I’ve got all these words in my head that are just screaming to get out. Some are descriptive, emotional, sensual, horrifying, loving. I know you understand what I mean. For us, my dear writer, they are the heart and soul of our work.
There are the types of words we scrutinize: adjectives and adverbs. We search them out and agonize over having too many or too few. We edit, re-write and edit some more. We don’t stop there. We hunt out clichés and overused phrases ripping them out of the pages. And all the while we struggle for originality and that magic that hooks the reader and draws them into our stories. We work until our manuscripts shine with a high polish.
The readers are the witness, the hero or heroine, or whomever they prefer to identify with. It’s the juxtaposition of our words that create the pacing, paints the pictures, strikes the chord, arouses emotions and, for us romance writers, brings the story to a happy ending.
Some words we are eager to hear: the call, published, multi-published, reprint, best seller, finalist, award winning. But I’m getting ahead of myself. More often the words are strung a bit differently: I think the concept of your novel has a lot of potential …, Thank you for giving me the opportunity to read your manuscript …, Thank you very much for your manuscript which I have read with interest …, I think you have a wonderful voice … The ellipse is followed by the same word but. Different words but all with the same meaning, rejected, although I really prefer passed. It is just so much more humane.
I have worked hard on my manuscript. I am well passed my first draft. I have self reviewed and edited, my critique partner has reviewed and commented, at chapter meetings I have brought my five to ten pages for discussion. The version number on my document is in double digits. I know I have the words just right. I just need an editor/agent to love them as much as I do.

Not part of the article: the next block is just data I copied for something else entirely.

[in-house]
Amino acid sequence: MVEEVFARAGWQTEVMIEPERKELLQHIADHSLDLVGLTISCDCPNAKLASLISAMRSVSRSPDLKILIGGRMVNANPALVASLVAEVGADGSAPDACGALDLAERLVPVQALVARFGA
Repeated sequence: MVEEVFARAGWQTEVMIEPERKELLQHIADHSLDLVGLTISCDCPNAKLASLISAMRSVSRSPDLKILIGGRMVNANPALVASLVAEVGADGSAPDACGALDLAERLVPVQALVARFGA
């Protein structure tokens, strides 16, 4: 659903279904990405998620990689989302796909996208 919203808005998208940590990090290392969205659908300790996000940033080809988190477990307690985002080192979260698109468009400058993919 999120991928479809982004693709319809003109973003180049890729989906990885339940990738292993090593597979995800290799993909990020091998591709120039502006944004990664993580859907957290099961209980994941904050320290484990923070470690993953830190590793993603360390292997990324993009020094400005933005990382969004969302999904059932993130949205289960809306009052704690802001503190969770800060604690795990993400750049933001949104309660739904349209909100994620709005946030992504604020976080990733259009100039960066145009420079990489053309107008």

Sure I can. I can love them anyway you want them!
Special thanks to David Coverly for permission to reprint his cartoon.
Dave Coverly admits there is no overriding theme, no tidy little philosophy that precisely describes what Speed Bump, his syndicated comic, is about. “Basically,” he says, “if life were a movie, these would be the outtakes.”
These “outtakes” now appear in over 400 newspapers and websites, including the Washington Post, Toronto Globe & Mail, Detroit Free Press, Chicago Tribune, Indianapolis Star, Cleveland Plain Dealer, Cincinnati Enquirer, New Orleans Times-Picayune, St. Louis Post-Dispatch, Vancouver Sun, Baltimore Sun, and Arizona Republic as well as the published “Speed Bump” books.
In addition to his syndicated work, Coverly’s cartoons have been published in The New Yorker, and his cartoons are now regularly featured in Parade Magazine, the most widely read magazine in the world with a circulation of 73 million.
Coverly works out of an attic studio in Ann Arbor, Michigan. He is married to Chris, and they have two daughters, Alayna and Simone.